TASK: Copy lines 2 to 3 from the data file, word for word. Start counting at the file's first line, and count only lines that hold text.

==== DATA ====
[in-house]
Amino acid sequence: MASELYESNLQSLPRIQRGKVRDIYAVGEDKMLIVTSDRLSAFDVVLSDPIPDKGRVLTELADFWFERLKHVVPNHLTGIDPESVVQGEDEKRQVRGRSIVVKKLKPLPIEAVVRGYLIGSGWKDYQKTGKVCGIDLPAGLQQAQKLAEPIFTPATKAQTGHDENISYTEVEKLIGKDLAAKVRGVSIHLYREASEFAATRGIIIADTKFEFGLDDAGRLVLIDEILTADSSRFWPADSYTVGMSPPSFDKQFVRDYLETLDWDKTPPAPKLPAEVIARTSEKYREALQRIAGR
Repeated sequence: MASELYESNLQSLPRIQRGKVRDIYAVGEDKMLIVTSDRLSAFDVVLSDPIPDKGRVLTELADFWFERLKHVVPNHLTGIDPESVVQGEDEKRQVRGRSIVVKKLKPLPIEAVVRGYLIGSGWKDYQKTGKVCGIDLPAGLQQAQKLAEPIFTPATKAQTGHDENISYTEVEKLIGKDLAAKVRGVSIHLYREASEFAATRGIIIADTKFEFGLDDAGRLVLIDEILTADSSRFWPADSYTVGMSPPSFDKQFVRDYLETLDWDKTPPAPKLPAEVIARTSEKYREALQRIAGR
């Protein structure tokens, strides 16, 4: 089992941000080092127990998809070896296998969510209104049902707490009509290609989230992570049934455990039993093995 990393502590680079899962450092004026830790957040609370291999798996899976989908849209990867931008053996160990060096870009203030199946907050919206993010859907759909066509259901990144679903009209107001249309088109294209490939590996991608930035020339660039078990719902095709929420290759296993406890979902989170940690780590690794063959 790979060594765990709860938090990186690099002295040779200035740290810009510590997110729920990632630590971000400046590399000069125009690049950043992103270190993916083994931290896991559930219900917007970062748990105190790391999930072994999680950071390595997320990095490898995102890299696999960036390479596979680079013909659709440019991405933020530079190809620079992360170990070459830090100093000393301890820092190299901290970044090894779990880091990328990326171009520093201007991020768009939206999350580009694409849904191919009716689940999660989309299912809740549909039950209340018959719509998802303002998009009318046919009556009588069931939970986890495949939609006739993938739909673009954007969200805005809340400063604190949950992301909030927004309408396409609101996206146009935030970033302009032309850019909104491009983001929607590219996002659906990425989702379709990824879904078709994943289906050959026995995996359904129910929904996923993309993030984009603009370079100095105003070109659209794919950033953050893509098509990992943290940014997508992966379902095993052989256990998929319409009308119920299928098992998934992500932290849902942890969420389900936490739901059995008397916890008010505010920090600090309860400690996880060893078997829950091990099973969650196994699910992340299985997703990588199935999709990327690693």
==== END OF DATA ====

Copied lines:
Amino acid sequence: MASELYESNLQSLPRIQRGKVRDIYAVGEDKMLIVTSDRLSAFDVVLSDPIPDKGRVLTELADFWFERLKHVVPNHLTGIDPESVVQGEDEKRQVRGRSIVVKKLKPLPIEAVVRGYLIGSGWKDYQKTGKVCGIDLPAGLQQAQKLAEPIFTPATKAQTGHDENISYTEVEKLIGKDLAAKVRGVSIHLYREASEFAATRGIIIADTKFEFGLDDAGRLVLIDEILTADSSRFWPADSYTVGMSPPSFDKQFVRDYLETLDWDKTPPAPKLPAEVIARTSEKYREALQRIAGR
Repeated sequence: MASELYESNLQSLPRIQRGKVRDIYAVGEDKMLIVTSDRLSAFDVVLSDPIPDKGRVLTELADFWFERLKHVVPNHLTGIDPESVVQGEDEKRQVRGRSIVVKKLKPLPIEAVVRGYLIGSGWKDYQKTGKVCGIDLPAGLQQAQKLAEPIFTPATKAQTGHDENISYTEVEKLIGKDLAAKVRGVSIHLYREASEFAATRGIIIADTKFEFGLDDAGRLVLIDEILTADSSRFWPADSYTVGMSPPSFDKQFVRDYLETLDWDKTPPAPKLPAEVIARTSEKYREALQRIAGR